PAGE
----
The Philly tech scene is yours for the taking, says Comcast Cable CTO Sree Kotay. “You have lots of opportunities to shape, define and lead.”
July 13, 2016 | Technical.ly by Mike Bederka
When Sree Kotay left AOL in 2007 he told himself he didn’t want to move to another big company. The former senior vice president of technology had AIM (AOL Instant Messenger), web publishing, search and mail all under his purview, which led to a wealth of new knowledge. However, AOL’s corporate culture left him burnt out. He wanted to return to his startup roots.
Enter an unlikely savior: Comcast Cable Executive Vice President and Chief Network Officer John Schanz. Schanz had once worked at AOL and offered Kotay a promising pitch: Philadelphia has the startup vibe you are looking for.
March 7, 2016 | Newsworks.org by Todd Bookman
Representatives from the Philadelphia region’s tech scene are packing their bags for Texas.
This Friday, the 2016 edition of South by Southwest kicks off in Austin, and while the festival is still best known for showcasing new musicians, it has also become a key place for tech entrepreneurs to show up and show off.
For the first time, a collection of Philadelphia startups, along with local networking groups and some big name companies, are joining together to host a booth inside the Austin Convention Center as part of the SXSW Interactive Trade Show. It’s a tactical effort to highlight the Philly tech scene, and lure companies and capital to an area that may not yet be on the national radar.
“We all know how great Philadelphia is, and we all understand all the great wonderful activity and energy that’s going on in our city, but you have to get out, and you have to promote it, you have to market it,” said Archna Sahay, director of entrepreneurial investment for Philadelphia.
The SXSW Philly effort and its branding concept, Amplify Philly, are sponsored in part by Comcast and Independence Blue Cross. Yuval Yarden, program director for the group Philly Startup Leaders, says nearly 100 local representatives will head to Austin for the Trade Show’s opening on Sunday.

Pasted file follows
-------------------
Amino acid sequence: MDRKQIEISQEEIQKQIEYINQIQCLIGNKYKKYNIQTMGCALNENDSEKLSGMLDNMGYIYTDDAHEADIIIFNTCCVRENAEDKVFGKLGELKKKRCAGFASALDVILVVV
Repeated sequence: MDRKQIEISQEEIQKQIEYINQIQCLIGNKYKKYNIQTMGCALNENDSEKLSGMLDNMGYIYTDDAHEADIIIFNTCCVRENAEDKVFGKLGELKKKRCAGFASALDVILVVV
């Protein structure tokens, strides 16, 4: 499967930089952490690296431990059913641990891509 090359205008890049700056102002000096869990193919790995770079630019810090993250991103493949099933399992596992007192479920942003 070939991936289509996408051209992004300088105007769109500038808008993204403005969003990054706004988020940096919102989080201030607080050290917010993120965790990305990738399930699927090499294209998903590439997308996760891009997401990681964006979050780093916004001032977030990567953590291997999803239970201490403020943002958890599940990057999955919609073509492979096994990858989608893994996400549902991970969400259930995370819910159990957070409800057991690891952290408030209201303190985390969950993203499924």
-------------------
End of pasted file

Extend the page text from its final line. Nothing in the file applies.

Backed by local investors and founded by two Traffic.com alumni, OneTwoSee could be the perfect Philly tech story. Will others follow its playbook?
March 7, 2016 | Techncial.ly by Juliana Reyes
In the culmination of a nearly four-year relationship, Comcast has acquired sports media company OneTwoSee. It’s the company’s first acquisition of a Philly-based startup, according to a Comcast spokeswoman. Terms of the deal were not disclosed.
The relationship started in 2012, with Comcast Sports Network taking a chance on a young startup. CSN was OneTwoSee’s first customer, signing on to use OneTwoSee’s baseball stats app on several of its local websites. Just last summer, Comcast integrated OneTwoSee’s numerous sports apps into its X1 platform, starting with a National Football League app, then one for baseball, basketball, hockey. An Olympics app is still to come. That partnership with Comcast was the first time that users could interact with OneTwoSee’s apps on their TVs, and it was a big one: they reached millions of Comcast subscribers.
September 23, 2013 | The Inquirer by Joseph N. Distefano
Amid the slow U.S. economy, writing software applications for iPhone and Android smartphones is a rare growth industry. Companies are spending big to follow their workers and customers into mobile apps, backed by remote (“cloud”) computer servers, just as they moved online by adding pioneer websites 20 years ago. Here are a few examples of Philadelphia software developers getting paid to go mobile:
John Guillaume moved his family to Philadelphia from Denver after Comcast Corp. bought New Global Telecom, where he was an executive, in 2010.
New Global was one of a group of companies – Center City-based Alteva Inc. is another – building “universal” phone-smartphone-Internet systems for small businesses. Comcast bought it to boost its small-business services.
Its new Comcast Business VoiceEdge apps, which tens of thousands of Comcast users have been downloading free in the last two months, were designed by New Global veterans – and built mostly by Comcast software developers in Philadelphia…